After a stormy week here in Israel, we are heading into the weekend with more pleasant spring-like weather. But that’s not the only reason for optimism.
Did you watch the inauguration of the new US president yesterday? I let the live broadcast run in the background, I wanted to be part of it somehow. In doing so, I kept thinking about how relations between Israel and the United States will be over the next four years. I was worried, but also not worried.
Joe Biden makes a good impression. The word “normal” is on the tip of my tongue. Yes, finally we have a normal president in Washington again, because as good as Donald Trump was to us here in Israel, he was also unpredictable. I was shocked by his behavior following the election.
Nor is Biden a stranger to Israel. During his long Senate career and his eight years as Vice President under Barack Obama, he was often engaged with the Jewish state. Sure, Israel did’t have it easy during the Obama Administration, but would another four years with Trump been smooth sailing? I have my doubts considering the way he lashed out during his final month in office.
Biden knows Israel very well. As a 30-year-old, he met Golda Meir shortly before the outbreak of the Yom Kippur War and suggested that she exchange strategically insignificant areas for peace. This proposal was of course rejected by Golda. The trip to Israel was Biden’s first abroad following his election to the Senate. He was at the time the youngest Senator in the United States, and now he is the country’s oldest-ever President.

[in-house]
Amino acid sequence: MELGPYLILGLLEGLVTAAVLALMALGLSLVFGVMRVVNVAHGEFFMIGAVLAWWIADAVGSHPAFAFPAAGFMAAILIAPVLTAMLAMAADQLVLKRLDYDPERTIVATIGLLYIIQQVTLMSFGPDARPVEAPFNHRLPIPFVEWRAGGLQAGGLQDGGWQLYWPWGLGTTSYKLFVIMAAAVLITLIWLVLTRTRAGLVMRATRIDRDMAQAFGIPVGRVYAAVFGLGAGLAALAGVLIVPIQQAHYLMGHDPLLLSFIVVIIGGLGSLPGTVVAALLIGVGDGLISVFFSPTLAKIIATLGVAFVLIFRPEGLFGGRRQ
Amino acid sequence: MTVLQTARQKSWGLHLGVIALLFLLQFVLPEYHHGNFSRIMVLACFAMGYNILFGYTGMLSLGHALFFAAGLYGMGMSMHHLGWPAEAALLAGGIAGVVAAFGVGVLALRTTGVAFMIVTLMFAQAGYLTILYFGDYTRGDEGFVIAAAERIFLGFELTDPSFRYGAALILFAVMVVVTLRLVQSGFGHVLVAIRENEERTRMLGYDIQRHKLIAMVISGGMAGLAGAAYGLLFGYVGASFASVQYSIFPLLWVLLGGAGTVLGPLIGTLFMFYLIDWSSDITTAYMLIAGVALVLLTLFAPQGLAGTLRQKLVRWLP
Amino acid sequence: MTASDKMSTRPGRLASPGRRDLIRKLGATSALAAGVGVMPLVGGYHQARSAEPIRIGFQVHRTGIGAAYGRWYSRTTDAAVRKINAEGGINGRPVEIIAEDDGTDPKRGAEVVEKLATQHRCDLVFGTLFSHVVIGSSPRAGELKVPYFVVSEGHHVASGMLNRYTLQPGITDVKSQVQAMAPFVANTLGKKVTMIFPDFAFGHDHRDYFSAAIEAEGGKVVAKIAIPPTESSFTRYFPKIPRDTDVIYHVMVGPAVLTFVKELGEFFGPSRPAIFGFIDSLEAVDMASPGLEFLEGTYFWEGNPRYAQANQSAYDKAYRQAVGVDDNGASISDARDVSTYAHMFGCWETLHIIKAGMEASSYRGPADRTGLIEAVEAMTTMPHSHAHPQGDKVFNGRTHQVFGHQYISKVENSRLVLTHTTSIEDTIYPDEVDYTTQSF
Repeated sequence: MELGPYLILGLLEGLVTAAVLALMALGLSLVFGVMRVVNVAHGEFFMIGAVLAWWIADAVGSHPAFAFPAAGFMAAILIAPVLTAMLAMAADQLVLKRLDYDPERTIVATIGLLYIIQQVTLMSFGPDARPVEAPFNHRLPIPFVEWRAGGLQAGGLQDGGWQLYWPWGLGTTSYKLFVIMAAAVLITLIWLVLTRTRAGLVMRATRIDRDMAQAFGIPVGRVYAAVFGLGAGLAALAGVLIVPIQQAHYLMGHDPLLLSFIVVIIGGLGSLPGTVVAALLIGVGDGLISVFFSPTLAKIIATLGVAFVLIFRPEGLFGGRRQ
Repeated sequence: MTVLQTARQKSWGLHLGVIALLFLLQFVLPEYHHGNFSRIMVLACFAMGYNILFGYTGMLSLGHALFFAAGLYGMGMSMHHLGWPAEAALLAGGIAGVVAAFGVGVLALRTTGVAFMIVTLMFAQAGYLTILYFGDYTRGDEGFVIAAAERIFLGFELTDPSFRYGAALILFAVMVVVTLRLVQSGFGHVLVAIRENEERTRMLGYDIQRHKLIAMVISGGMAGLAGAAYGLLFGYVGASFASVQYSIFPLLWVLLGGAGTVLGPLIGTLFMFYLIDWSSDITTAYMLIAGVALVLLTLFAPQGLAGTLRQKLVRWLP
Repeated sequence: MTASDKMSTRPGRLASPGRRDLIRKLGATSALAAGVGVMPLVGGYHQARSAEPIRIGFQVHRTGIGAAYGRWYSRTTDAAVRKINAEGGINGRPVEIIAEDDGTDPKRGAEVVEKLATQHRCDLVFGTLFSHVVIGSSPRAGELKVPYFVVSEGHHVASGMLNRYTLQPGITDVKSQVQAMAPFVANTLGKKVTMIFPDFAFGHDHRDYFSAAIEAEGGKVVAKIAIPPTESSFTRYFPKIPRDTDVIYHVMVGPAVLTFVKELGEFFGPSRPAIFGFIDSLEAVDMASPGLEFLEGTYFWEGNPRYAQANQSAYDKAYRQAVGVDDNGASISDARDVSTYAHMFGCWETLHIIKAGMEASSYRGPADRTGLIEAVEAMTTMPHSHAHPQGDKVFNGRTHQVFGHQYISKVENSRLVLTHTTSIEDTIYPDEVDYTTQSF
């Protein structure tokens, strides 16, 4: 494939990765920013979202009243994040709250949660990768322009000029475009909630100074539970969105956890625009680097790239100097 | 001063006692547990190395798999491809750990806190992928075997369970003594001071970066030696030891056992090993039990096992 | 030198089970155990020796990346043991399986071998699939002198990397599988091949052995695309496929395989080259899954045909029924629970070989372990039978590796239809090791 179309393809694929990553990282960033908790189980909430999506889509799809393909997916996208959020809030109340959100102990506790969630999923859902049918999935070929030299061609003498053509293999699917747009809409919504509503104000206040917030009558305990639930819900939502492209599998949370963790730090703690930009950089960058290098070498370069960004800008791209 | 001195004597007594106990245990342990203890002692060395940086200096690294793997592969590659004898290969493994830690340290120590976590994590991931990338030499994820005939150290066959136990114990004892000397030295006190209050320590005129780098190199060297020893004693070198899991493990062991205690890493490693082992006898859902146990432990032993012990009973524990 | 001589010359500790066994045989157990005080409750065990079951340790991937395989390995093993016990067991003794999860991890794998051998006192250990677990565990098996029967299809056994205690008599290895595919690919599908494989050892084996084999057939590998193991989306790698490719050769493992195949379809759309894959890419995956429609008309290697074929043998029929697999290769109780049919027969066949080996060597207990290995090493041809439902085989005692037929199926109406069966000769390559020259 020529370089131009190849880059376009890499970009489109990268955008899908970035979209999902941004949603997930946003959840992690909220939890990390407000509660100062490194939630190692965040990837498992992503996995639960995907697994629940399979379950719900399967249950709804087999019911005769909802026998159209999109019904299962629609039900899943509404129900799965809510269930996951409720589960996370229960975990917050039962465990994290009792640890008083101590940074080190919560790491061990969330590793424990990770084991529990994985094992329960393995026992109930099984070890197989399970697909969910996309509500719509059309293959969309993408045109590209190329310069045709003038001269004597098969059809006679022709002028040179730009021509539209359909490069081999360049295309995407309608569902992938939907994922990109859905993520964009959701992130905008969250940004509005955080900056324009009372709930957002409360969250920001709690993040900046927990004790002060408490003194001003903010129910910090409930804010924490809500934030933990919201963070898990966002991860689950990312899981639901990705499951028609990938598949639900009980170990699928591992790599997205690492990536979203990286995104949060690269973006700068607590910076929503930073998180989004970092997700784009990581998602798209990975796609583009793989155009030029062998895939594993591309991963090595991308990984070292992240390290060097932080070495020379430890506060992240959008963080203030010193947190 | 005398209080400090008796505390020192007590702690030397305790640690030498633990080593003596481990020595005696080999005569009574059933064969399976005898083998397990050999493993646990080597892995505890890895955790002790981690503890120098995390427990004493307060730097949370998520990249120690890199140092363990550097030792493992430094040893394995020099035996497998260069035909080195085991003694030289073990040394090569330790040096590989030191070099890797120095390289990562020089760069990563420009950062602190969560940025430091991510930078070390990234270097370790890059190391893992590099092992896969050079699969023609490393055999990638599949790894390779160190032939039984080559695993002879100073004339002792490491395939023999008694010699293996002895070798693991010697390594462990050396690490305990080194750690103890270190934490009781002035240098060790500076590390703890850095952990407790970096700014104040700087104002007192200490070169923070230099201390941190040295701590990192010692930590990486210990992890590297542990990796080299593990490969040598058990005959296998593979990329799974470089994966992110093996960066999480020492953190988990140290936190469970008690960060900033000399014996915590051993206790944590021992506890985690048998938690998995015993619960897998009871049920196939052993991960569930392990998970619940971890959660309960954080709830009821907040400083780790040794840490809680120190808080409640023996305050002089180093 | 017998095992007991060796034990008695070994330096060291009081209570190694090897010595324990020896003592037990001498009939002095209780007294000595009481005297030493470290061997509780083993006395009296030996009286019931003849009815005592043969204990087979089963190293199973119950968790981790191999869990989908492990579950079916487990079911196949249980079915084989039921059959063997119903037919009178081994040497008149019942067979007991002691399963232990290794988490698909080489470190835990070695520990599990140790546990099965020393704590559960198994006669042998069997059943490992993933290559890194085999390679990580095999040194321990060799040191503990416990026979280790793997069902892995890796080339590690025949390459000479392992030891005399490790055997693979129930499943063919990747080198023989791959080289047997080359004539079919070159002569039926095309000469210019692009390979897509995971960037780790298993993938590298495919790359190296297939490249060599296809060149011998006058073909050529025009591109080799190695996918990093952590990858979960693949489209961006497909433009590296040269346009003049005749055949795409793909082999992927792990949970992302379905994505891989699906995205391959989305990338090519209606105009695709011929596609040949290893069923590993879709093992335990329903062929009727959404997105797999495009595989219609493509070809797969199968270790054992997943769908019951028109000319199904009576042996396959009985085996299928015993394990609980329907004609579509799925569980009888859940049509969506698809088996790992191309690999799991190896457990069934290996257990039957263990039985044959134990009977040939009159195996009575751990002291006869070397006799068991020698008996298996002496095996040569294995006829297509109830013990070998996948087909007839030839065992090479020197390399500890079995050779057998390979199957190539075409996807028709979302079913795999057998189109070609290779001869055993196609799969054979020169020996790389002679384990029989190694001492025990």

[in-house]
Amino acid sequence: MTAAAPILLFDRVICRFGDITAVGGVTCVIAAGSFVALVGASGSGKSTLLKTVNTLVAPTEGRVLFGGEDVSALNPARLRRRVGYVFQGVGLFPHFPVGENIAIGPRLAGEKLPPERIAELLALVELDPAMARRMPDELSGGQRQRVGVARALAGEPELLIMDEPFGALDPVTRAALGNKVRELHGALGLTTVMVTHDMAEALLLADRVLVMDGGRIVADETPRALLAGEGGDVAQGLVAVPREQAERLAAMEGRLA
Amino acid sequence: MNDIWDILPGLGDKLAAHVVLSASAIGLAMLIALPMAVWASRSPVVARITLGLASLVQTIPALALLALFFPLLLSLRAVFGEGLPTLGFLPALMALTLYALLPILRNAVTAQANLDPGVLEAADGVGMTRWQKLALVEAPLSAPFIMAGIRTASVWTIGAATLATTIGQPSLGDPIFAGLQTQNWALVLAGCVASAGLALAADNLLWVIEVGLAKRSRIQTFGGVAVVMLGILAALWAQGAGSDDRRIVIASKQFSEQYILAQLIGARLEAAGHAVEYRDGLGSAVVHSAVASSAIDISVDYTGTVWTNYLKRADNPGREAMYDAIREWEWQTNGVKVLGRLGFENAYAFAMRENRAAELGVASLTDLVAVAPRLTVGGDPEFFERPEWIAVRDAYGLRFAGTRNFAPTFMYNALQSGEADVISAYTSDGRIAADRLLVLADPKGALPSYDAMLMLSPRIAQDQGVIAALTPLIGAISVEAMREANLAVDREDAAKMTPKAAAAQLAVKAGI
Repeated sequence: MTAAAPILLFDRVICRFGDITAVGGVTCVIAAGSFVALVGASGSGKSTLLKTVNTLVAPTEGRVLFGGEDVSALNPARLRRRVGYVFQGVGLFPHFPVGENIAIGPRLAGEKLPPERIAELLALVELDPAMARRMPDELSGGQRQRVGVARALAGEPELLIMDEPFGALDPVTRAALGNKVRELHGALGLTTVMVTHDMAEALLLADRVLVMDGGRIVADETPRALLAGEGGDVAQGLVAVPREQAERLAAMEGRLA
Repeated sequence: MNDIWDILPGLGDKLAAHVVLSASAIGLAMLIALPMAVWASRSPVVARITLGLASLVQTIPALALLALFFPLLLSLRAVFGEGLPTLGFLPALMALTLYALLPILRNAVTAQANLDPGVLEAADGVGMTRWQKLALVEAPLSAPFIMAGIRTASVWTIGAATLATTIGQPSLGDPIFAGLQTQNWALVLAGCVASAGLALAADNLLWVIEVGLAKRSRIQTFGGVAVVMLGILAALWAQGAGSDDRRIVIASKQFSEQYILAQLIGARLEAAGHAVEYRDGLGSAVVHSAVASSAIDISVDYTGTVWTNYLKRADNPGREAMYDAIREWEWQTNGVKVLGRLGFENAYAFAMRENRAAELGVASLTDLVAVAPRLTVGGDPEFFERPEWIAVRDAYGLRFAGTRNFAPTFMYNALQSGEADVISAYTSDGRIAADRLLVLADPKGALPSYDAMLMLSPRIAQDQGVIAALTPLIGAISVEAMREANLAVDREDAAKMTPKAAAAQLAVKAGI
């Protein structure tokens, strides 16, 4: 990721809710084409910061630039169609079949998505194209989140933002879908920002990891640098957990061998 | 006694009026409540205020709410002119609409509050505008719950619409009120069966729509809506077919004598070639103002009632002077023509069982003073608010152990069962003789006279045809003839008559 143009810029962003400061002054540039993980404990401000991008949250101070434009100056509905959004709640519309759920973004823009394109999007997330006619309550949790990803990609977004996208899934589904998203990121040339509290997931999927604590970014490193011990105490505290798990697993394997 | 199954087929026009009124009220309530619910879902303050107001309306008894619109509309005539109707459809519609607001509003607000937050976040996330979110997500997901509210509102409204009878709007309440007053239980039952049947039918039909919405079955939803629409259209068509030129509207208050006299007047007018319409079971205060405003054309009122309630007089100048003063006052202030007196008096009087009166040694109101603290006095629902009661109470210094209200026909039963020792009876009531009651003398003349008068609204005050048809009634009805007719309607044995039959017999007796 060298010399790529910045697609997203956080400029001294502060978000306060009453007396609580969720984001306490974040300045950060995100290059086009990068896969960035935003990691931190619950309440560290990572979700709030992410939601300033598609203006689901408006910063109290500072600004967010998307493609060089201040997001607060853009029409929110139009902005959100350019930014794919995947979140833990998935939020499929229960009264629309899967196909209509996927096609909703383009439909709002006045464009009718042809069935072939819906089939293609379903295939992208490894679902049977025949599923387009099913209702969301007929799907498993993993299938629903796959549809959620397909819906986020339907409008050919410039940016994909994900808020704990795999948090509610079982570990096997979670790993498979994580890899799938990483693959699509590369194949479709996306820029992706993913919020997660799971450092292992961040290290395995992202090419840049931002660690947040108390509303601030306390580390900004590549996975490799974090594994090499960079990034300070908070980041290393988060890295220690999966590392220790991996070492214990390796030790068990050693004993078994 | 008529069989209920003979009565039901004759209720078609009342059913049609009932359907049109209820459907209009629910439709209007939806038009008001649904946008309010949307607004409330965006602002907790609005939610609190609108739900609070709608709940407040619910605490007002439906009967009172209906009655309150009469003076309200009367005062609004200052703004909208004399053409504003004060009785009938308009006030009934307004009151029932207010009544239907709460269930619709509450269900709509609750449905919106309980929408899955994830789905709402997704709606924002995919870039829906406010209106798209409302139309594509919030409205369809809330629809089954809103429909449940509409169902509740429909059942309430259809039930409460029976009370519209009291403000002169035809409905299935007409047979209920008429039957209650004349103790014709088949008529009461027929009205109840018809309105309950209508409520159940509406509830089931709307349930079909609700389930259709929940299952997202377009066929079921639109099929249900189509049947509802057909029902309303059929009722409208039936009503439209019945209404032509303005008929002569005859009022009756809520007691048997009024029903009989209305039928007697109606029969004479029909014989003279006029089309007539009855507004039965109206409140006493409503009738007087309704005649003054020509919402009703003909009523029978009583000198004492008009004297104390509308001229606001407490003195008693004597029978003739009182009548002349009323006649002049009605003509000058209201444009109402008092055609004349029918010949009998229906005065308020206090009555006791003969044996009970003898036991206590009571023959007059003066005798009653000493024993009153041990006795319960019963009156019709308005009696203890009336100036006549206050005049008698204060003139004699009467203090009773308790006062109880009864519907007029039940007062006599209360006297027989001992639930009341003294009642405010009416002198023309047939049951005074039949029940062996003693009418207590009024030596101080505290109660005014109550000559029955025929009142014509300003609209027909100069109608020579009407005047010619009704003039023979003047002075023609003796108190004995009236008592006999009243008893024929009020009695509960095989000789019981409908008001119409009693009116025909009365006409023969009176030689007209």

You know what? I’m going to remain optimistic. Joe Biden makes a positive impression on me. In addition, there is his sparklingly fresh Vice President Kamala Harris, who is sure to have a special relationship with Israel because of her Jewish husband. I hope so, anyway. She also makes a good impression on me. The months ahead will tell whether or not my optimism is misplaced. The US Embassy is staying in Jerusalem, and that’s a good sign, isn’t it?